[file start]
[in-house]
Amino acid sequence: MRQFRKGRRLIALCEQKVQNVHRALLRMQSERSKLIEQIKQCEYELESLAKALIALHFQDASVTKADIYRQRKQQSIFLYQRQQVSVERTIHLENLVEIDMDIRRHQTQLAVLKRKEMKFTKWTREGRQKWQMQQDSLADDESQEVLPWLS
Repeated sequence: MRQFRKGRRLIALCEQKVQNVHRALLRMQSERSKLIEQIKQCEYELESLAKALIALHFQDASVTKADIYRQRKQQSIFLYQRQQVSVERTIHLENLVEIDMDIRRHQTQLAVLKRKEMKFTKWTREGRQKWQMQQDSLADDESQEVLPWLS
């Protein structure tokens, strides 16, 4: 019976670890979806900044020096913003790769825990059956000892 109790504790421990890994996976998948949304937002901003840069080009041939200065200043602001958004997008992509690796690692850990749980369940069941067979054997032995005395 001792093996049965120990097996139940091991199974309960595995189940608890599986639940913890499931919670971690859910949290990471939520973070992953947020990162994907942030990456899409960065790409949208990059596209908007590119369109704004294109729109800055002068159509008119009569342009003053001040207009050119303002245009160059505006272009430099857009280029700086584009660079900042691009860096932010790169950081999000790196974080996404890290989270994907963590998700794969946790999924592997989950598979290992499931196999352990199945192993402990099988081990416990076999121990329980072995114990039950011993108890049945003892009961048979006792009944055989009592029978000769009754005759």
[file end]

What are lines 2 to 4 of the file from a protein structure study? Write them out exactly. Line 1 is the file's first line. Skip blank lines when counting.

Amino acid sequence: MRQFRKGRRLIALCEQKVQNVHRALLRMQSERSKLIEQIKQCEYELESLAKALIALHFQDASVTKADIYRQRKQQSIFLYQRQQVSVERTIHLENLVEIDMDIRRHQTQLAVLKRKEMKFTKWTREGRQKWQMQQDSLADDESQEVLPWLS
Repeated sequence: MRQFRKGRRLIALCEQKVQNVHRALLRMQSERSKLIEQIKQCEYELESLAKALIALHFQDASVTKADIYRQRKQQSIFLYQRQQVSVERTIHLENLVEIDMDIRRHQTQLAVLKRKEMKFTKWTREGRQKWQMQQDSLADDESQEVLPWLS
């Protein structure tokens, strides 16, 4: 019976670890979806900044020096913003790769825990059956000892 109790504790421990890994996976998948949304937002901003840069080009041939200065200043602001958004997008992509690796690692850990749980369940069941067979054997032995005395 001792093996049965120990097996139940091991199974309960595995189940608890599986639940913890499931919670971690859910949290990471939520973070992953947020990162994907942030990456899409960065790409949208990059596209908007590119369109704004294109729109800055002068159509008119009569342009003053001040207009050119303002245009160059505006272009430099857009280029700086584009660079900042691009860096932010790169950081999000790196974080996404890290989270994907963590998700794969946790999924592997989950598979290992499931196999352990199945192993402990099988081990416990076999121990329980072995114990039950011993108890049945003892009961048979006792009944055989009592029978000769009754005759």